Stress Awareness Month


Stress: All the signs & all the support

Stress has always been part of human life – it’s helped us survive over thousands of years. 
But too much of it is a bad thing.


Stress that protects

When we first lived in the wild, stress protected us from threats around us – like animals, floods or other humans who wanted to harm us. We call this the fight-or-flight response. It makes us alert & ready to react - to run or to fight. Once the danger has passed, our stress levels drop down & we relax.


Stress that harms us

Our world has changed so much since then, but that ancient fight-or-flight reaction is still with us: it gets our heart rate & breathing up, and tenses up our muscles. When we’re faced with constant stress every day, that stress response stays turned on, so the response that’s meant to save us ends up harming us.


A little stress is good for you

A little bit of stress can do a lot of good– we call this positive stress & it keeps us on our toes! It can help us focus in an exam or stop us crashing into another car. But the stress shouldn’t last too long. Once the moment has passed, your heart rate should return to normal & your muscles should relax. If they don’t, stress can turn toxic.


The source of our stress

Stress triggers are different for different people. What is stress-free for one person may cause real distress in someone else–like, say, entering a room full of strangers or public speaking.

Other causes of stress can be more or less severe, from minor work pressures to life-changing trauma. Here are some of the triggers:


  • Work overload & burnout, lack of power at work, toxic co-workers

  • Dangerous work (police, security or military)

  • Abusive relationships, divorce, child 
custody battles

  • Poverty & homelessness

  • War & ongoing conflict

  • Being a victim of crime

  • Discrimination (racism, sexism, ageism)

  • Gender-based violence & child abuse

  • Floods, earthquakes & other natural disasters

  • Money worries & debt

  • Having a serious illness or caring for a 
sick person

  • 24/7 news & social media feeds

  • Moving house & immigrating

  • Losing a loved one

  • Losing your job

  • Car accident

When faced with stress triggers like this, our bodies do not get a chance to relax & reset, and we stay in a state of fight or flight. This can lead to serious health issues:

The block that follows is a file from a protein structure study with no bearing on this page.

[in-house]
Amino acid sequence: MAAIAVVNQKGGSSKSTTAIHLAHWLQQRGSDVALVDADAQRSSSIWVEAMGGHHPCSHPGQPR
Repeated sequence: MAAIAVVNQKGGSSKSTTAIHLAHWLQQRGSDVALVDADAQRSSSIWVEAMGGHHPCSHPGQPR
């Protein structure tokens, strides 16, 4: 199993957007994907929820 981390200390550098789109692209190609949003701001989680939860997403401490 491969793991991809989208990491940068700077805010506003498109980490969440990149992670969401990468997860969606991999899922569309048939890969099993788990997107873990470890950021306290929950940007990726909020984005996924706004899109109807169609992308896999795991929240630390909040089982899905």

• Long-term body aches

  • High blood pressure

  • Higher risk of heart attack & stroke

  • Tension headaches

  • Anxiety & panic attacks

  • Insomnia & other sleep issues

  • Depression, lack of energy & fatigue

  • Acne, eczema & other skin conditions

  • Weight gain or loss

  • Nausea, gut issues & stomach ulcers

  • Type 2 diabetes

  • Osteoporosis

  • Brain fog & memory problems

  • A weakened immune system & risk 
of infections


How to stress less

There are many ways to manage your stress levels. Start with some small lifestyle changes that can make a huge difference:

  • Exercise every day – it’s a great stress buster

  • Learn to do breathwork & practice meditation

  • Eat a healthy diet with lots of fresh veg & whole grains

  • Get enough sleep – don’t eat or go on screens at least 2 hours before bedtime

  • Connect with friends & family in person

  • Join a religious community, sports league or hobby group

  • Do a digital detox – stay away from all screens or limit your screen time

  • Take a break from breaking news & 
disturbing images

  • Drink enough water each day

  • Avoid sugary or caffeine-rich drinks

  • Stay away from alcohol, smoking, vaping & other addictive substances

  • Practice self-care & set aside time to do something that gives you joy - or to do absolutely nothing!


If you’re struggling to manage your stress, you’re not eating or sleeping properly, have panic attacks or feelings of depression & exhaustion, get help immediately from a mental health professional. You can start by chatting to a nurse on the Unu app.